Likewise, the UML is the language of blueprints for software.
Encompassing everyone from business analysts to code warriors to networking
people, the UML is a graphical language that maintains a relationship
with traditional programming languages. "It's a language for visualizing
and addressing issues that can't always be understood in complex systems
by looking at the code," said Booch. It is also a language for constructing
systems, which means both forward and reverse code generation for a variety
of different programming languages.
How is the UML doing under the tutelage of the Framingham, Mass.-based
OMG, and where is the language headed? Richard Soley, chairman and CEO
of the OMG, credits the UML with creating stability in the marketplace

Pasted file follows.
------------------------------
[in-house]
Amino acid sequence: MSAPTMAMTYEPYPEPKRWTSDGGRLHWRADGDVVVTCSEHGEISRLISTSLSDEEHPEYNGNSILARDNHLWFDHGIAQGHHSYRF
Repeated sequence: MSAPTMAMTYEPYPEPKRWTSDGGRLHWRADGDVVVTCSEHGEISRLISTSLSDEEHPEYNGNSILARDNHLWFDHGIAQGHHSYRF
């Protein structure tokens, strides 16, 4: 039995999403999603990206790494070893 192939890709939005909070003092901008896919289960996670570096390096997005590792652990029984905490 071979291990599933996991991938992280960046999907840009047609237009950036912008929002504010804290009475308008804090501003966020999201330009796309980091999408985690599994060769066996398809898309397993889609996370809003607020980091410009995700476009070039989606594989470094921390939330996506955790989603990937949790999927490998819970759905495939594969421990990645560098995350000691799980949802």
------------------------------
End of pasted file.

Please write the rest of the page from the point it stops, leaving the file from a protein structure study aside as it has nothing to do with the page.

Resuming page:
with its single modeling standard. "Essentially, the entire marketplace
and all the tools vendors migrated to UML over a short period of time
because of OMG's neutral standardization process," said Soley.
Soley also pointed out the importance of realizing that the UML is not
just a standalone specification. "Even when the UML was adopted in 1997,
it was adopted with the Meta Object Facility (MOF), a repository API for
storing and accessing models described in the UML," he said.
Last year, the eXtensible Markup Language (XML) meta data interchange
language, XMI, was added to the suite of UML specs. XMI provides integration
across repositories that can leverage the XML format in order to talk
to each other.
The UML standard has also come to support interoperability between tools
for the integration of best-of-breed solutions, Soley asserts. "For example,